Aug. 19 (Bloomberg) -- The Swiss franc presents a safe-haven bet against the euro as the 16-nation currency looks set to weaken from levels reached since June, according to Bank of Tokyo Mitsubishi UFJ Ltd.
“There are now growing signs that the euro’s dead-cat bounce is coming to an end, providing an excellent opportunity to position for the next stage of euro weakness,” Lee Hardman, a London-based currency economist, wrote in a research note to investors today. The euro could depreciate given the relatively weak euro-zone economic outlook and persisting structural problems, he wrote.
Mitsubishi UFJ recommends selling the euro against the Swiss franc with a target of 1.2000 per euro, according to the note. The franc climbed 1.2 percent against the euro to 1.3243 per euro at 11:41 a.m. in New York. The Swiss currency has gained 7.4 percent against the euro since June 1, according to Bloomberg data.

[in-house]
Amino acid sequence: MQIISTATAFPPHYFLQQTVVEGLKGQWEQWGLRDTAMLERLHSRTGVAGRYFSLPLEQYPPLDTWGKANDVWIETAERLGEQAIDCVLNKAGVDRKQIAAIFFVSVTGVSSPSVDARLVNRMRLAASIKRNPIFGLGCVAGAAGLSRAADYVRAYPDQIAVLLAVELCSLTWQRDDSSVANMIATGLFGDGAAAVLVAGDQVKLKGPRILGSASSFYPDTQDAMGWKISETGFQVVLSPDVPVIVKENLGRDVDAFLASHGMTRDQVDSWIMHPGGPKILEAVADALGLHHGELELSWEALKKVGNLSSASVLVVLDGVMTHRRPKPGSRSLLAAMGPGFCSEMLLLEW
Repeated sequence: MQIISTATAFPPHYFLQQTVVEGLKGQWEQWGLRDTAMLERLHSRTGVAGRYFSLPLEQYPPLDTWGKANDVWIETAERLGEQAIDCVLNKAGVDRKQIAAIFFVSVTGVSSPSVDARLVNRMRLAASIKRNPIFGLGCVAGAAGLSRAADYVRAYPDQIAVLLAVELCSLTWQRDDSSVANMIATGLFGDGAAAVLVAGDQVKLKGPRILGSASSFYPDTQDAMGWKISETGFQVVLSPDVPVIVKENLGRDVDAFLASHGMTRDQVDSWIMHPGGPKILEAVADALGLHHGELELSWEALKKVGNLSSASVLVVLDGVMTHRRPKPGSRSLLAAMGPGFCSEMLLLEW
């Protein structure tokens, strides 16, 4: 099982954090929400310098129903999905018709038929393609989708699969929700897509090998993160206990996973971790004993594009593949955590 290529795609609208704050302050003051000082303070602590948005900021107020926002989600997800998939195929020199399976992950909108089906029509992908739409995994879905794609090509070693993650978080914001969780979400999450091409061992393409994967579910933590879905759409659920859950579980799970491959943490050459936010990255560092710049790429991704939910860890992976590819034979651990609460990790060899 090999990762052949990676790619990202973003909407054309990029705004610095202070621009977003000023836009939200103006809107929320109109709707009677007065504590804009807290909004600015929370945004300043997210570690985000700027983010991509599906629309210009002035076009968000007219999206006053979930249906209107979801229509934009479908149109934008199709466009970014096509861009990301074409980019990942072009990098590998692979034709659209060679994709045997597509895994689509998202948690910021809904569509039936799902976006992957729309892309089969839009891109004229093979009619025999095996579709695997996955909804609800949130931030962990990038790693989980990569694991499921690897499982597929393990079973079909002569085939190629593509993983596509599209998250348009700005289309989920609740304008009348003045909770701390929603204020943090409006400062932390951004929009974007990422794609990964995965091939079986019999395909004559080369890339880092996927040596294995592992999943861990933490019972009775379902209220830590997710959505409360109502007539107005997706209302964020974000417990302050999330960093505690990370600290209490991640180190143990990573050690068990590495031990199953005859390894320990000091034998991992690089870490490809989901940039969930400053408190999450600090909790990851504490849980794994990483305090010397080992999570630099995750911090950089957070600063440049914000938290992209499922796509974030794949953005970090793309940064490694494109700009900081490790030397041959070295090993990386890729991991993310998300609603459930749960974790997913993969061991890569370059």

A price above the 55-day moving average of 1.3800 per euro represents an “obvious stop,” Hardman wrote in the note. Stop orders are placed in advance to buy or sell an investment should it reach a certain price.
The Swiss franc “stands out as the haven currency of choice,” Hardman wrote, because “Swiss authorities have already unsuccessfully attempted to restrain Swiss franc appreciation against the euro, and appear unlikely to resume their efforts any time soon given their already uncomfortably elevated exposure to euros.”
The U.S. dollar and Japanese yen, two other safe-haven currencies, are losing appeal based on speculation their governments will apply additional monetary measures to stimulate economic growth, he wrote.
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